Carbon Monoxide

Carbon monoxide (CO) is a colorless, odorless gas which is produced whenever fuel such as gas, oil, kerosene, wood, or charcoal is burned.

If appliances that burn fuel are maintained and used properly, the amount of CO produced is usually not hazardous. However, if appliances are not working properly or are used incorrectly, dangerous levels of CO can result. CO poisoning is the leading cause of non-drug poisoning deaths every year in the United States.

Carbon MonoxideBecause it is impossible to see, taste or smell the toxic fumes, CO can kill in minutes before you are aware it is in your home. That’s why carbon monoxide detectors should be placed on each floor of your house. Check the batteries regularly to ensure the detectors are working properly.

If the detector sounds, leave your home immediately and call 911.

Below is more information on carbon monoxide, how to reduce your exposure risks, and other helpful resources.

Sources of Carbon Monoxide

The causes of carbon monoxide poisoning are malfunctioning gas stoves and furnaces, idling vehicles in attached garages, and kerosene and gas space heaters.

Other sources of carbon monoxide can include:

  • Leaking chimneys and furnaces
  • Back-drafting from furnaces, gas water heaters, gas generators, wood stoves, and fireplaces
  • Use of indoor charcoal grills
  • Auto, truck, or bus exhaust from nearby roads or parking areas
  • Tobacco smoke

Carbon monoxide detectors should be placed on each floor of your house. Check the batteries regularly to ensure the detectors are working properly.

Symptoms of CO Poisoning

At lower levels of exposure, CO causes mild effects that are often mistaken for the flu. These symptoms include headaches, dizziness, disorientation, nausea and fatigue. But CO can be fatal at high concentrations.

Since many of these symptoms are similar to those of the flu, food poisoning, or other illnesses, you may not think that CO poisoning could be the cause.

If you experience symptoms that you think could be from CO poisoning:

  • Get fresh air immediately. Open doors and windows, turn off combustion appliances and leave the house.
  • Go to an Emergency Room and and tell the physician you suspect CO poisoning. If CO poisoning has occurred, it can often be diagnosed by a blood test done soon after exposure.

Prevent CO Poisoning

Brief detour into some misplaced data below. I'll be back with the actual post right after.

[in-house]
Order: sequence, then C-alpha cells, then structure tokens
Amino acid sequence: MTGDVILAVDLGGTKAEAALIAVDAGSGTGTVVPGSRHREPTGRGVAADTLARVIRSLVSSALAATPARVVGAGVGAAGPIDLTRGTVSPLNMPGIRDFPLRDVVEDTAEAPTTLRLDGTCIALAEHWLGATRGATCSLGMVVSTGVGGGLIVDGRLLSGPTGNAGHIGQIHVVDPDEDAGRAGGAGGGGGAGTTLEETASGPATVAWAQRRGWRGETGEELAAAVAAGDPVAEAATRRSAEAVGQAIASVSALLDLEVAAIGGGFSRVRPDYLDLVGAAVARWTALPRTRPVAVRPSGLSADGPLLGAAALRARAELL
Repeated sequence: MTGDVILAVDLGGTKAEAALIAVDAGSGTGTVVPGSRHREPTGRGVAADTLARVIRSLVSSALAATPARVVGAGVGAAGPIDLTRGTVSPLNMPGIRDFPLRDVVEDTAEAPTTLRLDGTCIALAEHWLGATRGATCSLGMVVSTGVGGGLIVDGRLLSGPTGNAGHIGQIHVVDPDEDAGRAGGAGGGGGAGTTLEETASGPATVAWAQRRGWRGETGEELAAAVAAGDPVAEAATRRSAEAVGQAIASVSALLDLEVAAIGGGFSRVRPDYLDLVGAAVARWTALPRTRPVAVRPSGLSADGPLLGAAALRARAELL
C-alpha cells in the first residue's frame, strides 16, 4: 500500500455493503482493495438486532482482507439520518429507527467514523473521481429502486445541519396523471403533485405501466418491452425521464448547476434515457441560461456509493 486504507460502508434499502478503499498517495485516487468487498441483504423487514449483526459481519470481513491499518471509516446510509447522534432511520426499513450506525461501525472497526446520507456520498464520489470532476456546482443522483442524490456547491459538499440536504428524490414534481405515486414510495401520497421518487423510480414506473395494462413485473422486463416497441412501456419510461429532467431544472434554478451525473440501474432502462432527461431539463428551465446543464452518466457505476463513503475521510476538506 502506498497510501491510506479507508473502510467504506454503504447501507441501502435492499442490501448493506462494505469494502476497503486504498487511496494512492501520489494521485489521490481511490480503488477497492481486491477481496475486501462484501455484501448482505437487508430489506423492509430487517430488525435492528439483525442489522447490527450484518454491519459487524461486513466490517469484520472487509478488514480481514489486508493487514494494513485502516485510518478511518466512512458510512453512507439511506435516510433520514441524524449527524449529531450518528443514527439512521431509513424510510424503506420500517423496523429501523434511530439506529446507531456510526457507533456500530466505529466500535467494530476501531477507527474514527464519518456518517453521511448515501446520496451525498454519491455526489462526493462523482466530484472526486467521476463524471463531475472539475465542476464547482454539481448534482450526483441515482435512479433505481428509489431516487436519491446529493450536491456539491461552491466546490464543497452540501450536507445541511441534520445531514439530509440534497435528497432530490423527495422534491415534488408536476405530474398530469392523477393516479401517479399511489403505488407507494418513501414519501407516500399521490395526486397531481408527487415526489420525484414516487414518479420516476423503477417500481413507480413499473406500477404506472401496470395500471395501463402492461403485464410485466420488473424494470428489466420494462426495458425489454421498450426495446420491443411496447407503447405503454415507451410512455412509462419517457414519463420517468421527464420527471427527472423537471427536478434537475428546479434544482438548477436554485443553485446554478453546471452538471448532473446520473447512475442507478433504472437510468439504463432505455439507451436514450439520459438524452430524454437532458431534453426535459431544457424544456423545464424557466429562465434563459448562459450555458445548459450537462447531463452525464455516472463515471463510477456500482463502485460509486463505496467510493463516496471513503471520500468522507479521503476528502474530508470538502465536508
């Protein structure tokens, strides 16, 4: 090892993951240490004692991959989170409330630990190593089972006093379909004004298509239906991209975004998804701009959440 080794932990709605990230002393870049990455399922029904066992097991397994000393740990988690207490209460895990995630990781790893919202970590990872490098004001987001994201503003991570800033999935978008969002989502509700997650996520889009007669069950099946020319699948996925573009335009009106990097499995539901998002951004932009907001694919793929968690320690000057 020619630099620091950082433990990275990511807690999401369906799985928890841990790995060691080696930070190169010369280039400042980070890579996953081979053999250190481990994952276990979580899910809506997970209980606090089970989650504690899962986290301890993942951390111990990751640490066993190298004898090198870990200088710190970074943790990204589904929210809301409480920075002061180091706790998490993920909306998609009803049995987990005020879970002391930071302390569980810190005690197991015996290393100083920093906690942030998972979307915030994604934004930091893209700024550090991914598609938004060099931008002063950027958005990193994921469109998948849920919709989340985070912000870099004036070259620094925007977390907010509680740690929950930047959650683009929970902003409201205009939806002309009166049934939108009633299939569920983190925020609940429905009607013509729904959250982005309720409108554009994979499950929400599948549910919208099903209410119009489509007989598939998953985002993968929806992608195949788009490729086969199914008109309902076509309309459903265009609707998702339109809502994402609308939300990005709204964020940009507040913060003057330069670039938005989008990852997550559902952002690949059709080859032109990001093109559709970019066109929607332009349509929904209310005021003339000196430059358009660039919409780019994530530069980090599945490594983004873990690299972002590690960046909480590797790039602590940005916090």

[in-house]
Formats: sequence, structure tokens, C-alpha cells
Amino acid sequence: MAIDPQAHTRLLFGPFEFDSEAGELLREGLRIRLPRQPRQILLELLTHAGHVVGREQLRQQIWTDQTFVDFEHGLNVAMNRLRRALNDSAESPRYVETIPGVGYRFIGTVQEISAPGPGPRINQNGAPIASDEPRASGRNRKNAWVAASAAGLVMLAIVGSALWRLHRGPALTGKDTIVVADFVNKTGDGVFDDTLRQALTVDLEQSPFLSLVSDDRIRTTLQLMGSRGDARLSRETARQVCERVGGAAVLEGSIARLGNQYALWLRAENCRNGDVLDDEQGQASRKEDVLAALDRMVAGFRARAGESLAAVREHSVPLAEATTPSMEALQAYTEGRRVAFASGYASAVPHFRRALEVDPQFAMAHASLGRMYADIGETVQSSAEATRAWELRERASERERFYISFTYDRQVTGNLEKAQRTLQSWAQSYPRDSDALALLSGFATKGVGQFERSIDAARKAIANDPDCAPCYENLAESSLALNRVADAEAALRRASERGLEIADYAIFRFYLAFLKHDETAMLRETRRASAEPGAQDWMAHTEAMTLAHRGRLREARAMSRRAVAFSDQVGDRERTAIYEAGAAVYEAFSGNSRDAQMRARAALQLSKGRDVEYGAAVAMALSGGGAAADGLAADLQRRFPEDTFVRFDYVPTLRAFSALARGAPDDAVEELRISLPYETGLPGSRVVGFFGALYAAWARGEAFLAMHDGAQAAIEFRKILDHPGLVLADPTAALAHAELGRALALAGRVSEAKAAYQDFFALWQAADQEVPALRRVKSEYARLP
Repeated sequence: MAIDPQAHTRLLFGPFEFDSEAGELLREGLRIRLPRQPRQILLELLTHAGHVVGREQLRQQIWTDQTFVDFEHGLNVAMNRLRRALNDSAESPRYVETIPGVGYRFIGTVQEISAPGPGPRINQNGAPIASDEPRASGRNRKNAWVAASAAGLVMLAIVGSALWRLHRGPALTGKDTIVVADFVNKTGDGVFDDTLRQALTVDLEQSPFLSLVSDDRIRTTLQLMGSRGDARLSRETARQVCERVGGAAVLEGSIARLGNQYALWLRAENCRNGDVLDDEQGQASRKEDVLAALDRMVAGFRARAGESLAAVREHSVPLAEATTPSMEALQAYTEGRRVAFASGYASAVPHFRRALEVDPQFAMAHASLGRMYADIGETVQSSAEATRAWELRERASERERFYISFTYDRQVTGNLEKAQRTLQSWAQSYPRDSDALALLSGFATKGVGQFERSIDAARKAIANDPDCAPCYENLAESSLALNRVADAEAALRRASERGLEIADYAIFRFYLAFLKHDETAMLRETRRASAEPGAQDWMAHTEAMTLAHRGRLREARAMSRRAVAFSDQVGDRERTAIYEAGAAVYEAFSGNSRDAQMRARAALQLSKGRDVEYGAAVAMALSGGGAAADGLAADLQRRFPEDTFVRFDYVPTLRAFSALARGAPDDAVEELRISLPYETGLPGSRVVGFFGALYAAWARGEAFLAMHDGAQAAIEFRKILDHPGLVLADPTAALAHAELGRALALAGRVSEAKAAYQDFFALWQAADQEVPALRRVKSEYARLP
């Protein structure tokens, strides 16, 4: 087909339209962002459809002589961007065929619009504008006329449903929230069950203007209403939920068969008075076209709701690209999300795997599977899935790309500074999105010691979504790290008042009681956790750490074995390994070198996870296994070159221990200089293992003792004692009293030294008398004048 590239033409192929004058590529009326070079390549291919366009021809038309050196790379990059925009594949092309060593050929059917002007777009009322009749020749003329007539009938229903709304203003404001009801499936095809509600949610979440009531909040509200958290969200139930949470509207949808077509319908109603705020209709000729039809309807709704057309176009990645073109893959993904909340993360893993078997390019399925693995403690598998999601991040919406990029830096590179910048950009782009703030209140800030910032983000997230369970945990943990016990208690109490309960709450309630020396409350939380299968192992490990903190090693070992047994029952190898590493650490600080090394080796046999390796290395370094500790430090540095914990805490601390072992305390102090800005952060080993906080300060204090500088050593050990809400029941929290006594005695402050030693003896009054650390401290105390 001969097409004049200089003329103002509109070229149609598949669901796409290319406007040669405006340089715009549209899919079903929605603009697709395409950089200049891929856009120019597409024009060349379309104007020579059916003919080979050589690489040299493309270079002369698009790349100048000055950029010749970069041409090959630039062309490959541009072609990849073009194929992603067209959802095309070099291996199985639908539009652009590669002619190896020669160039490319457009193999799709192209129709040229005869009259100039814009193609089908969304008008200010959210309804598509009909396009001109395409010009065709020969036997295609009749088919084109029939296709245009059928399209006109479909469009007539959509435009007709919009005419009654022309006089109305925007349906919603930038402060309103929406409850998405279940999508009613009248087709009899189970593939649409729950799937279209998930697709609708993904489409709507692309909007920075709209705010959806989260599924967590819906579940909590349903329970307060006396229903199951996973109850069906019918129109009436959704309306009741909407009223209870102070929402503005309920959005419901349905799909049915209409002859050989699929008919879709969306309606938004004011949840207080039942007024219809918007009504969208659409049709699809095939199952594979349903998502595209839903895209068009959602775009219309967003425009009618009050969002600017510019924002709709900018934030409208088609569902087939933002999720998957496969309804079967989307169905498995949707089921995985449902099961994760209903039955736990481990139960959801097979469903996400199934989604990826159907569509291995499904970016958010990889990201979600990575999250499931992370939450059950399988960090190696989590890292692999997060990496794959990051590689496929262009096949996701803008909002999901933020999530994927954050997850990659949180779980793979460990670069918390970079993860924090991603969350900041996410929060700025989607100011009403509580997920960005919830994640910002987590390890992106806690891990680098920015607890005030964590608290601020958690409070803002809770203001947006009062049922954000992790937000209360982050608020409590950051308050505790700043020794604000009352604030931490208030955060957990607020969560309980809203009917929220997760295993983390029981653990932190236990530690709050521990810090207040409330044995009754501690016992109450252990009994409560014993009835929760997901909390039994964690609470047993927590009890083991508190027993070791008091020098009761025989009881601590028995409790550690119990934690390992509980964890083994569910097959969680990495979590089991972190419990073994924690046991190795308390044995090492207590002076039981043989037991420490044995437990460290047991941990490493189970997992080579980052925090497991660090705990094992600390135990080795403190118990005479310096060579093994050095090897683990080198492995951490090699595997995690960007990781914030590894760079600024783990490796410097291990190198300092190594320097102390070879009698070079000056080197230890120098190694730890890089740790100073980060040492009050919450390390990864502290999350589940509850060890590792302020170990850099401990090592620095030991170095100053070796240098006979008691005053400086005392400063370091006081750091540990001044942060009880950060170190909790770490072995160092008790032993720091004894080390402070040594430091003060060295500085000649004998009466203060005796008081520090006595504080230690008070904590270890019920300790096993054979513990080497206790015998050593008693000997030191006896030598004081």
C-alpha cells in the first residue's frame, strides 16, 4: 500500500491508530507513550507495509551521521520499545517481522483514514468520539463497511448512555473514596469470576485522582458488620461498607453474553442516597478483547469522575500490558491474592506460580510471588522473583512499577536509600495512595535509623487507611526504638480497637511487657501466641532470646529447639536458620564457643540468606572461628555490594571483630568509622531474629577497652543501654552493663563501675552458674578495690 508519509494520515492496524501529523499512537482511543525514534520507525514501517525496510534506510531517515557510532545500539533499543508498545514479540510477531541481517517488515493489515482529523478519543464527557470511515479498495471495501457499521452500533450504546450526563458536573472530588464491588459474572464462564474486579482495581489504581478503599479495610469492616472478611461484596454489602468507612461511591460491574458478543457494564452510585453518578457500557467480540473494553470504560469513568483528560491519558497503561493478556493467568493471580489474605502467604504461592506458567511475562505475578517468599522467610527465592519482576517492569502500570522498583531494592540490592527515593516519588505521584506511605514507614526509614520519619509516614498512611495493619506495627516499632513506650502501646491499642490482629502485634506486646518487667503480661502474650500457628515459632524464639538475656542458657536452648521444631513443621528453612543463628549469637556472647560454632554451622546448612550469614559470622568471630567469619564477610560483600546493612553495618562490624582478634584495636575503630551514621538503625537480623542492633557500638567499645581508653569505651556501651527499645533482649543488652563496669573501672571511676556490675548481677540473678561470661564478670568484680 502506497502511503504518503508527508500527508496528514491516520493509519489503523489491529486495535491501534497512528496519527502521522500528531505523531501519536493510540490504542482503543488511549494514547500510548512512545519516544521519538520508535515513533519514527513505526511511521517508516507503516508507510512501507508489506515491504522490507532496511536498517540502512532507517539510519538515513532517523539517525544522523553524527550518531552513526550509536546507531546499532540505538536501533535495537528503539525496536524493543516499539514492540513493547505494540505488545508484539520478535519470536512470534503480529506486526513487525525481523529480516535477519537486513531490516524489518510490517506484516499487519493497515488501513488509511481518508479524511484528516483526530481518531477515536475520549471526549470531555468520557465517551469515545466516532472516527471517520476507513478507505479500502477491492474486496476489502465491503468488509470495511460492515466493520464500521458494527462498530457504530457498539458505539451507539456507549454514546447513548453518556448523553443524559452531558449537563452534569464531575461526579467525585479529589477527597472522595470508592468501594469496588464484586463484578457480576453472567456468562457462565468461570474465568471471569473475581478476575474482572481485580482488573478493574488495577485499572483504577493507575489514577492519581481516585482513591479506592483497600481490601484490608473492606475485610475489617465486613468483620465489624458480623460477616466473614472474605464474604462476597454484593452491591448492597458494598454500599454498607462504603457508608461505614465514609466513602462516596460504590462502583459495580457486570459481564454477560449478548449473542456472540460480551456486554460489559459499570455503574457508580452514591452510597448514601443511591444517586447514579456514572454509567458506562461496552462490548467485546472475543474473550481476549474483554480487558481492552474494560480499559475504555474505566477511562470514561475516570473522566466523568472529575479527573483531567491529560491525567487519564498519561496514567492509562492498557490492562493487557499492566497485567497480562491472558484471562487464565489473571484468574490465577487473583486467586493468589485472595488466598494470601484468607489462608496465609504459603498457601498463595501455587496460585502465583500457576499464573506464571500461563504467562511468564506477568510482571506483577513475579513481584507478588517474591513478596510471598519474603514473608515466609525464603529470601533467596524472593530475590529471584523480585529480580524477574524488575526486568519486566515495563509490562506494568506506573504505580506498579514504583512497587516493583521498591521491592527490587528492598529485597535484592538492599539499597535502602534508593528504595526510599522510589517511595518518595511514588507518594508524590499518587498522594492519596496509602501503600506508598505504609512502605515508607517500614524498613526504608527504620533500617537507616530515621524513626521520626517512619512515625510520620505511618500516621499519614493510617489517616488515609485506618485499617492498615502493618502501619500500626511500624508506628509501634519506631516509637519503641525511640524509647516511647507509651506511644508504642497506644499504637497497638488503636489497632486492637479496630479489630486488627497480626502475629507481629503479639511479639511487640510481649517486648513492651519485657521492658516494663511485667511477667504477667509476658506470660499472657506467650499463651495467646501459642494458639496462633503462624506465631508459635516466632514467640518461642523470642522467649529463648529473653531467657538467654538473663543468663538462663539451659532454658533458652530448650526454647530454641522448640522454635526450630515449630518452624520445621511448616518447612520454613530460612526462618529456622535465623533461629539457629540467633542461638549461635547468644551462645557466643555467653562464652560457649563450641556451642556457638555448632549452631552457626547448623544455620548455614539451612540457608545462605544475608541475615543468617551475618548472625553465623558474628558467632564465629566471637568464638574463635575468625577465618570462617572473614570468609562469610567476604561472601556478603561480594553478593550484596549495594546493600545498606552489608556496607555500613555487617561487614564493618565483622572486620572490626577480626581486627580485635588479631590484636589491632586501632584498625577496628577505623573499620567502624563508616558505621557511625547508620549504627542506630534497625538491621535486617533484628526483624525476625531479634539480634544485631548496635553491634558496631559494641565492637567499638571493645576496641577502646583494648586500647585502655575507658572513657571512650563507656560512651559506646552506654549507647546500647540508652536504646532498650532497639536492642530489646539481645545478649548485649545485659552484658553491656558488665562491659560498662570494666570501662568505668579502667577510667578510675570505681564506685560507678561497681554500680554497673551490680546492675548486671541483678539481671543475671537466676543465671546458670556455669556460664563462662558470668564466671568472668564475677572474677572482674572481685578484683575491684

Follow these steps to keep your family safe from the dangers of CO poisoning:

  • Keep gas appliances properly adjusted. You may also need to have a qualified technician inspect your fuel-burning appliances and chimneys to make sure they are operating correctly and that there is nothing blocking the fumes from being vented out of the house.
  • Have a trained professional inspect, clean, and tune-up your central heating system (furnaces, flues, and chimneys) annually. Repair any leaks promptly.
  • Consider purchasing a vented space heater when replacing an unvented one. Use proper fuel in kerosene space heaters. Install and use an exhaust fan vented to outdoors over gas stoves. Open flues when fireplaces are in use.
  • Choose properly sized wood stoves that are certified to meet EPA emission standards. Make certain that doors on all wood stoves fit tightly.
  • Do not idle the car inside the garage.
  • Don’t use a generator, charcoal grill, camp stove, or other gasoline or charcoal-burning device inside your home, basement, or garage or near a window.  Deadly levels of carbon monoxide can quickly build up in these areas and can linger for hours, even after the generator has shut off. ONLY use outdoors and far from open windows, doors and vents.
  • Use additional ventilation as a temporary measure when high levels of CO are expected for short periods of time.
  • Install battery-operated or batter-back up CO detectors in the home.

Educational Resources

Below are links to videos and publications related to carbon monoxide poisoning.

Carbon Monoxide: The Silent Killer (CTDPH)
El Monoxido de Carbono (CTDPH)